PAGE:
Trader Joe’s just opened last week in Midtown Ventura and the place was a mad house. No question, I wasn’t present, in that spiritual sense. I wasn’t in-the-moment.
My shopping didn’t take long, and fortunately my hyperactivity was slowed by the checkout line. I took a cleansing breath. Felt the humanity that surrounded me. Became aware of the chill of the one quart plastic container of organic carrot juice in my right hand, and was grounded again.
Awakening, coming to my senses, I reflected on the music playing throughout the store; 60’s music. While scurrying through the aisles, thinking only of myself, I had snapped my fingers, sang softly, and had even thrown in a subtle dance step or two, as I grooved to the music of my generation.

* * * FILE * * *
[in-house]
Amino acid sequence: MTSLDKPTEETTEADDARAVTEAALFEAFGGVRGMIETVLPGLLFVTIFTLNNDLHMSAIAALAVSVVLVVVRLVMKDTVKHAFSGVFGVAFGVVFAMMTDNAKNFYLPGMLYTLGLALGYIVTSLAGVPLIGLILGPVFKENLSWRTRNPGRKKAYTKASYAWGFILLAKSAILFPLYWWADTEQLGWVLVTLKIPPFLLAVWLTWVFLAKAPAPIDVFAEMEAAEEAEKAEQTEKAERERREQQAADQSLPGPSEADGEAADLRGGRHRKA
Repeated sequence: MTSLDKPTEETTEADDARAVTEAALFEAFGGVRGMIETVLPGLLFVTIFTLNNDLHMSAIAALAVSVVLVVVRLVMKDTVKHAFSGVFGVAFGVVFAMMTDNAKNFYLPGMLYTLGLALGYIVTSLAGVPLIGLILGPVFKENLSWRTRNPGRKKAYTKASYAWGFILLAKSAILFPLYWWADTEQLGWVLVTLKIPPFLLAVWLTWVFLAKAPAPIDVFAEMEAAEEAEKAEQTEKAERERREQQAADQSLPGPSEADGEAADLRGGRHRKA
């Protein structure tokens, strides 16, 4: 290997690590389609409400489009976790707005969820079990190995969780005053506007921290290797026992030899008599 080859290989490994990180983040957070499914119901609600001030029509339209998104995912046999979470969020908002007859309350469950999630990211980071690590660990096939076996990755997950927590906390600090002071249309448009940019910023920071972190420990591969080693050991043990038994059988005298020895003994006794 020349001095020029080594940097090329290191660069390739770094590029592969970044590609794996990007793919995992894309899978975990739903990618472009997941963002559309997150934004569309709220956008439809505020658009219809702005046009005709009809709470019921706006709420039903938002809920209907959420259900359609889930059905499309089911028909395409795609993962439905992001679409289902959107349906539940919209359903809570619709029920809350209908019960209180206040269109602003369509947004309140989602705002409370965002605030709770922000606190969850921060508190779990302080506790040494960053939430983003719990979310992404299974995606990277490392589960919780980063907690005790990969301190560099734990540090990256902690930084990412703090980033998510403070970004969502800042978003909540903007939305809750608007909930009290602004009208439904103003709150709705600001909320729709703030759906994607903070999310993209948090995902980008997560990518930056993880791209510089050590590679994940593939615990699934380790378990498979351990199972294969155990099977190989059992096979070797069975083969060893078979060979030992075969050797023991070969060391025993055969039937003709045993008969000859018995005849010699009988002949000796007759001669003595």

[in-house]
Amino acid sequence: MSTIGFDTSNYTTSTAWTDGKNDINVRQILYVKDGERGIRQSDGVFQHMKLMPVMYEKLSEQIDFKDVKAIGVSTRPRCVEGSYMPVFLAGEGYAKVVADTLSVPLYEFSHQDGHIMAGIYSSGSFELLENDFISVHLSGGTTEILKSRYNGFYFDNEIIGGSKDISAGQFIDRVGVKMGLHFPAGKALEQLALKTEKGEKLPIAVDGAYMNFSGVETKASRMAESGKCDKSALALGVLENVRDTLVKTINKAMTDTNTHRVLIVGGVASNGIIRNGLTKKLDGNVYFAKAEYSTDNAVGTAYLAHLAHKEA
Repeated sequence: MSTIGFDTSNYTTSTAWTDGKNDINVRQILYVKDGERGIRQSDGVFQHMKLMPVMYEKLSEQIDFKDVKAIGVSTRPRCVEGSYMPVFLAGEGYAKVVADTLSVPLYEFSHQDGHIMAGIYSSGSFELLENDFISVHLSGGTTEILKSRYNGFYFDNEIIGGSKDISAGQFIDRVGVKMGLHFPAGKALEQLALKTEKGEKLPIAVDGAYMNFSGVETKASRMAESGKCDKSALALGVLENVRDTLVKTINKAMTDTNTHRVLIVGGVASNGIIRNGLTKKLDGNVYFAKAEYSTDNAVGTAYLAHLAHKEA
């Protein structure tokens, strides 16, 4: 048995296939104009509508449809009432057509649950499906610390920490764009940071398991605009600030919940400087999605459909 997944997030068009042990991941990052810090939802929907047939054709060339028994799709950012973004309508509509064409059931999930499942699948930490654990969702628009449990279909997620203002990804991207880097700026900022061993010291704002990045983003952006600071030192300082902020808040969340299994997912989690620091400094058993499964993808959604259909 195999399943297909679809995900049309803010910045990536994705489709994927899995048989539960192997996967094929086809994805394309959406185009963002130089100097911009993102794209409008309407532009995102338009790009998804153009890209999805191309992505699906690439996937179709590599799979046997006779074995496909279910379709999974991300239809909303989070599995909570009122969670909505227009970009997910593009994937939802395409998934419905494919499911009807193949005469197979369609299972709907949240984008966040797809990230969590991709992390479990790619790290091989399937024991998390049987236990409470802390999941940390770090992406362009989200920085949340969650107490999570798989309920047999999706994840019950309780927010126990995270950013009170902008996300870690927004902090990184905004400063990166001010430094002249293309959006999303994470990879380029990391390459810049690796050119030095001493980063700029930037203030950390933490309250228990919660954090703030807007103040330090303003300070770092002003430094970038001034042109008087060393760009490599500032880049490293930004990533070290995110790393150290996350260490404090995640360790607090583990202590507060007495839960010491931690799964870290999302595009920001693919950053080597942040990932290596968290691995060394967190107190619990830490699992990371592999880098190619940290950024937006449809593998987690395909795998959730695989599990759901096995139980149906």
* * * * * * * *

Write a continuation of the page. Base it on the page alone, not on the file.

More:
But my reclaimed cosmic clarity snapped me out of self-centered indulgence. As Manfred Mann sang Doo Wah Diddy Diddy over the store's Muzak, I realized the suffering of the young TJ’s staff as they toil through their days, serving us while being ground down by the relentless loop of 60’s music.
Carried back in time, I heard my parents’ music, and quickly turned it off. I cringed, knowing that these young people can’t turn it off.
Now at the front of the checkout line, I waved off the disposable bag, and in a very caring tone told my “crew member” that I felt her pain at having to listen, non-stop to her parents’, my generation’s music.
We had a good laugh. She sensed that I was totally present, maybe even hip, and the beat went on.
PS – Note to TJ’s General Management; please don’t take this compassion thing too seriously. Many of us in the last third of our lives, love your music. The kids can take it. And who knows, maybe we old-folks are in a better mood when we greet our “crew member” at check out.